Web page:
“That certainly impacted the fourth quarter marketer statistics as well,” Rau said.
In NGI’s 4Q2020 ranking, long-running No.1 BP plc reported volumes of 16.83 Bcf/d, a 16% year/year decrease, while No. 2 Macquarie Energy reported 11.78 Bcf/d, a 3% decline. Former No. 3 Tenaska slipped a spot in the ranking after it posted volumes of 10.0 Bcf/d, a 6% decline.
In the latest survey, half of the top 10 marketers and a dozen companies overall reported lower numbers in 4Q2020 than in the year-earlier period.
However, several high-profile marketers — including Shell Energy NA, ConocoPhillips, Sequent Energy Management and Direct Energy — reported year/year increases. Several firms started to increase sales late in 2020 as Americans learned to cope with the pandemic and 2021 economic outlooks began to brighten.
“The combination of vaccine rollouts and more markets gradually opening up signaled that it was time to get prepared to meet some pent-up demand, as we come out” of the pandemic, trader Mike Matousek of U.S. Global Investors Inc., told NGI.
Better From Here?
EIA expects production to average 91.5 Bcf/d for 2021, on par with 2020. Federal researchers noted, however, that monthly average production in 2020 hit record levels in 1Q2020, before plummeting in April after virus outbreaks, skewing the year/year comparison. Production is not expected to return to 2019 levels before 2023.
Associated gas production is also expected to slowly increase this year alongside a recovery in oil production. Oil output in the United States started to pick up in November and, while choppy, has continued to advance over several weeks to date this year.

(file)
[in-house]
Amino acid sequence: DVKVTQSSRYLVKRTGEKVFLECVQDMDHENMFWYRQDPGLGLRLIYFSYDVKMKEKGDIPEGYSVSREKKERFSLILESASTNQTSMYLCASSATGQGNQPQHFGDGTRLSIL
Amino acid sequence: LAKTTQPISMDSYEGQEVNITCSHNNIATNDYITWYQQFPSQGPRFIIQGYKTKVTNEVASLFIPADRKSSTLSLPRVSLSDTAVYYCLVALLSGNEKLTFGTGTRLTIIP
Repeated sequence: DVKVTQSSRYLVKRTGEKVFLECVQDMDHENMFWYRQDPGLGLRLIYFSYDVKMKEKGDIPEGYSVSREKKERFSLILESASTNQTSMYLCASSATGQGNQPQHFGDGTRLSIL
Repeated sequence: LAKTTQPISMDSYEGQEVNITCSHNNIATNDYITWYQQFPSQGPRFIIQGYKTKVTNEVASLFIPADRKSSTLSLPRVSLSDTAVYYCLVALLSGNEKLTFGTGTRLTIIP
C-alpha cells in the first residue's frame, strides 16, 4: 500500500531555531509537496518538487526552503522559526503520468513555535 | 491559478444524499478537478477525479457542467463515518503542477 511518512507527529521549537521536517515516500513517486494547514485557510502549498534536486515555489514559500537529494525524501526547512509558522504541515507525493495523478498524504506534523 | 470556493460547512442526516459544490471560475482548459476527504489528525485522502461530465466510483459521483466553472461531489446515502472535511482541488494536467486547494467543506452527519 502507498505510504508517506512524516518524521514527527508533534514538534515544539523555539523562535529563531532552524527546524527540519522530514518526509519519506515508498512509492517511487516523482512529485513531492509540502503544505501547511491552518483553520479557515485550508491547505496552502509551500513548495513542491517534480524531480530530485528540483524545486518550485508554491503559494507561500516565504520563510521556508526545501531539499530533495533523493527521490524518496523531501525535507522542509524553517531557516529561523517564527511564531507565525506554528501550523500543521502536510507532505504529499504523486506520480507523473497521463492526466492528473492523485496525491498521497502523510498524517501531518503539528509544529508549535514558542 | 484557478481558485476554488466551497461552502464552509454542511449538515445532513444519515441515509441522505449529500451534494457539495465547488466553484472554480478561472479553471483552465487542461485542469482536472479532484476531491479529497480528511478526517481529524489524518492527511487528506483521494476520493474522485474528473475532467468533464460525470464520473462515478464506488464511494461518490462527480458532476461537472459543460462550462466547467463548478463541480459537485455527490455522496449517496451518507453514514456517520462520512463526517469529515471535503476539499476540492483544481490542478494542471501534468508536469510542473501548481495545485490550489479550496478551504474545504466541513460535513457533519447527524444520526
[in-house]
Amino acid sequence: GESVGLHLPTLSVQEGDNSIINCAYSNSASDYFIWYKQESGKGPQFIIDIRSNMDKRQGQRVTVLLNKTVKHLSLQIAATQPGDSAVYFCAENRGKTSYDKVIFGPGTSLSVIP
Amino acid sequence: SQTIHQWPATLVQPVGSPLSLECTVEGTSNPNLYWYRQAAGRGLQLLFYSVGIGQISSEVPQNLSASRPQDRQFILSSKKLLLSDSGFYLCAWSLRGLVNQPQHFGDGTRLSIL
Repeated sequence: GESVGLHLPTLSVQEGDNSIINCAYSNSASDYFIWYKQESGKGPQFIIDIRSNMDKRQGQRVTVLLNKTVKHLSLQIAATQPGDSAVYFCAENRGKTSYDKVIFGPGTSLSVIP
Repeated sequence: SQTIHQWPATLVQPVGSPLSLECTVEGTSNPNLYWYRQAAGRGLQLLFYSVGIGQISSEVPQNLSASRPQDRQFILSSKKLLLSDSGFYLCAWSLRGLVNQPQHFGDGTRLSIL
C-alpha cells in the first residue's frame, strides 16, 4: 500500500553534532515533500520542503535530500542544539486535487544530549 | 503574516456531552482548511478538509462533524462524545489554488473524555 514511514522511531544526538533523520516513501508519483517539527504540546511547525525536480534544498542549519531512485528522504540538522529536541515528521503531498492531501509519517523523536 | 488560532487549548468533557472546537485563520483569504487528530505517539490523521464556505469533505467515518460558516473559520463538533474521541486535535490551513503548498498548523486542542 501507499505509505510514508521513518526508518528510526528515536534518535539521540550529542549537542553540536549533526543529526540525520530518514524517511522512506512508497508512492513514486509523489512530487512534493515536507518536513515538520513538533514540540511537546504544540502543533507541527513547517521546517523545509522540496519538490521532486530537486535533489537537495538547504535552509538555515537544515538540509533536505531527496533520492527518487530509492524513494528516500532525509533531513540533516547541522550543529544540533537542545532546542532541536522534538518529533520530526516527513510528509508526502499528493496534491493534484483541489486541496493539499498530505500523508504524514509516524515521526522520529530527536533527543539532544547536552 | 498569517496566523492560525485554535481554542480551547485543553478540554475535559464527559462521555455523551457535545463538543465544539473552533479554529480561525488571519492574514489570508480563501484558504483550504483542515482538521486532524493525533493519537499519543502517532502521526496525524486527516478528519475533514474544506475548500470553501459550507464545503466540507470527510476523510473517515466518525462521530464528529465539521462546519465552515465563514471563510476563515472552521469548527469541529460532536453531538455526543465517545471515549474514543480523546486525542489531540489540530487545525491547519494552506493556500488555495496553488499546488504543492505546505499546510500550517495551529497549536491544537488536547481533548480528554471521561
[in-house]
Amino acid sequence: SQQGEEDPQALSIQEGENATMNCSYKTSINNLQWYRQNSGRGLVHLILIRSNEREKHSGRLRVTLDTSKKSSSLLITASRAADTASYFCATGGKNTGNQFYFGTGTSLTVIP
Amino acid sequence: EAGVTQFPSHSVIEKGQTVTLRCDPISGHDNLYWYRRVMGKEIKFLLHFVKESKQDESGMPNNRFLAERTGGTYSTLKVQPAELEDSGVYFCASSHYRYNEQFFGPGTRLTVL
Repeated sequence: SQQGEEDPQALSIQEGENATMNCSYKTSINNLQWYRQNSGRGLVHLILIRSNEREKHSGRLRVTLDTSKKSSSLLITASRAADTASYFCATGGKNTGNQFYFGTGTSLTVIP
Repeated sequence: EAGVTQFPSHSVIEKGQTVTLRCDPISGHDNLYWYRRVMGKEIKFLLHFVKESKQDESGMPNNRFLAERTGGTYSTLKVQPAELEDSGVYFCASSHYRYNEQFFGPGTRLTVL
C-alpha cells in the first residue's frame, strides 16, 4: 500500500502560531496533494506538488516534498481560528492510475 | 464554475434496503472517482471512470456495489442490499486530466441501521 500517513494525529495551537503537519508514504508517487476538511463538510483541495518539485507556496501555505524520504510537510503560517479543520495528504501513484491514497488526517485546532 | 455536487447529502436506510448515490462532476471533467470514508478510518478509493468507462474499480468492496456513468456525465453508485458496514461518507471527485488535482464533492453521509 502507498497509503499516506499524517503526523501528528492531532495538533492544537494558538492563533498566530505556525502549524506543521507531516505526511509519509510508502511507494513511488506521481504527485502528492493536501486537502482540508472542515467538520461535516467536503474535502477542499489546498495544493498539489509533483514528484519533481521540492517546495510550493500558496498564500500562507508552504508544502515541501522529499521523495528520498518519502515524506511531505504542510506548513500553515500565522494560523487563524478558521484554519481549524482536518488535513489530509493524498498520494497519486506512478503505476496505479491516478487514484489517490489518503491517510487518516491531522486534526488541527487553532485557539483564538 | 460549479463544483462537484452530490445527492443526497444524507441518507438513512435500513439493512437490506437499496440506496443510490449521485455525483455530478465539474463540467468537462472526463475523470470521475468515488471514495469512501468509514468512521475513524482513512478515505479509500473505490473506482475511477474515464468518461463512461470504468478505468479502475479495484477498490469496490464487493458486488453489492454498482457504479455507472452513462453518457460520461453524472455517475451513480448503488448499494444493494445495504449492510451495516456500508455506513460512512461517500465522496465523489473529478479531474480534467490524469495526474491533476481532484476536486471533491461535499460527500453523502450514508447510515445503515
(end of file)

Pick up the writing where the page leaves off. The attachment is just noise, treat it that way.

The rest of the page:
Demand, of course, would need to keep pace.
Matousek said as inoculation levels mount and virus challenges fade, travel could increase notably, fueling demand for oil. At the same time, overall economic activity is likely to gather momentum, driving greater commercial and industrial activity and, in time, increased demand for natural gas to cool businesses this summer and fuel power plants.
Harsh blasts of winter this year — both domestically and in key export destination Asia — have already bolstered natural gas demand early in 2021.
“Demand has proven to be quite robust so far this year, thanks to the combination of extreme cold temperatures in Asia, and our own bout with freezing temps in February,” Rau said, referring to the Arctic freeze that gripped much of the Lower 48. Stronger economic activity and demand beyond that created by weather, however, will be needed to drive marketer volumes notably higher this year, he said.
That noted, beginning with 2Q2021 results, year/year gas marketer results could start to improve, reflecting a post-pandemic recovery. Still, it could take several quarters — or even years — to surpass marketer volumes prior to the pandemic.
“And any 2021 outlook should be viewed with a lot of caution,” Matousek said. “How do we know the vaccines will end this thing? Or at least how do we know this won’t take all year to get through?
“Everyone is starting to get pretty bullish,” he added. “If everyone is banking on a whole bunch of pent-up demand getting unleashed and it doesn’t happen, well, that’s almost scary.”
Andrew Baker contributed to this story.